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House Recap: ‘Dead and Buried’ (Season 8, Episode 7)

Posted By Holly Hunt On November 22, 2011 @ 9:24 am In Movies & TV,Television | 1 Comment

House becomes obsessed with solving the peculiar case of a deceased four-year-old patient and asks his father for an exhumation order. The father doubts his ex-wife will agree to it.

So, after a radically different start to the season (House in jail, no Cuddy, no team), we’re now firmly refocused on the classic themes – House testing his boss’s limits, House testing Wilson’s patience, arguments over clinic hours, lots of mysterious bleeding on the part of the Patient of the Week.

Fox’s tagline for tonight’s episode, “one of the biggest twists you’ll never see coming”, is a classic, too, in the sense that it’s a classic mislead – this is a pretty standard episode. Instead of last week’s multiple plots, we’re down to just a main plot and a subplot. The main plot involves a fourteen-year-old girl; the subplot involves a four-year-old boy – who’s been dead five years. He is (was) the son of a man in House’s anger management class. The boy, whose unexplained illness and death led to the breakup of his parents’ marriage and his fathers’ downward spiral, interests House far more than the live teenager, and I can’t say I blame him; this one never grabbed me. Foreman, of course, wants House to focus on the living patient, and tonight’s really about their power struggle.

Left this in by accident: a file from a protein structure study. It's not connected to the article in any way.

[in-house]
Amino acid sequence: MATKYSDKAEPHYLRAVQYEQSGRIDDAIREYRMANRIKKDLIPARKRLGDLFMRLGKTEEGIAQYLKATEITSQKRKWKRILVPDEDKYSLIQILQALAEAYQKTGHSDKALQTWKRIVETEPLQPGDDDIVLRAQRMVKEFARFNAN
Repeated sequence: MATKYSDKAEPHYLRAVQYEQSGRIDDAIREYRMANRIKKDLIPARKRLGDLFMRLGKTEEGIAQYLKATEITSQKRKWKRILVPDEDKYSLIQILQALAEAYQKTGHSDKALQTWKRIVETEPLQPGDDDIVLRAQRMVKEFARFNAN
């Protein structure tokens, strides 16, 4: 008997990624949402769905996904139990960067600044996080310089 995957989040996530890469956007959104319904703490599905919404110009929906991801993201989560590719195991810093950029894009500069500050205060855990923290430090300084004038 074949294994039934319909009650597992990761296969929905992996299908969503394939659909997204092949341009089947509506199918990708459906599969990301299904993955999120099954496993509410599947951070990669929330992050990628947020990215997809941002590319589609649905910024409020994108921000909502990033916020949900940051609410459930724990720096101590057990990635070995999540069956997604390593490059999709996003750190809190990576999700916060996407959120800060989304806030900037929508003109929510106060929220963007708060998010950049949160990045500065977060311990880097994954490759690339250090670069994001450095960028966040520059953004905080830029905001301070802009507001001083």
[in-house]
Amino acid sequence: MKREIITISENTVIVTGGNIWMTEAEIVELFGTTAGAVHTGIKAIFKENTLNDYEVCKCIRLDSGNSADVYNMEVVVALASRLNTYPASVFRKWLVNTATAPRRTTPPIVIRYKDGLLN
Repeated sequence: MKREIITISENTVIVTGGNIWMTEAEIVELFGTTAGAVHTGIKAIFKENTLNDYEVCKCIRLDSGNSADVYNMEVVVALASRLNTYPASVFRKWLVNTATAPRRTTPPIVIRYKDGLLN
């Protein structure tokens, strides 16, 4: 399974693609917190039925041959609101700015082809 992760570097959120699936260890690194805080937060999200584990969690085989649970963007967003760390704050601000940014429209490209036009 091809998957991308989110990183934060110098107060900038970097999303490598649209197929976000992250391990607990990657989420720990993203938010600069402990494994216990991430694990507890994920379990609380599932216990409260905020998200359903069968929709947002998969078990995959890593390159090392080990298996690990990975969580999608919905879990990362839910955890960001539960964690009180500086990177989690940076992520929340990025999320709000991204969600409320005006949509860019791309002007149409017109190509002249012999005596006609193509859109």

House attends an anger management class to get near the father of a dead boy who House still wants to diagnose.

Line of the night: House, fresh from his anger management course, tells an angry man that “there are platitudes that can help you with that.”

Reveal of the night: Wilson has just purchased a boxed set of the films of Ed Wood.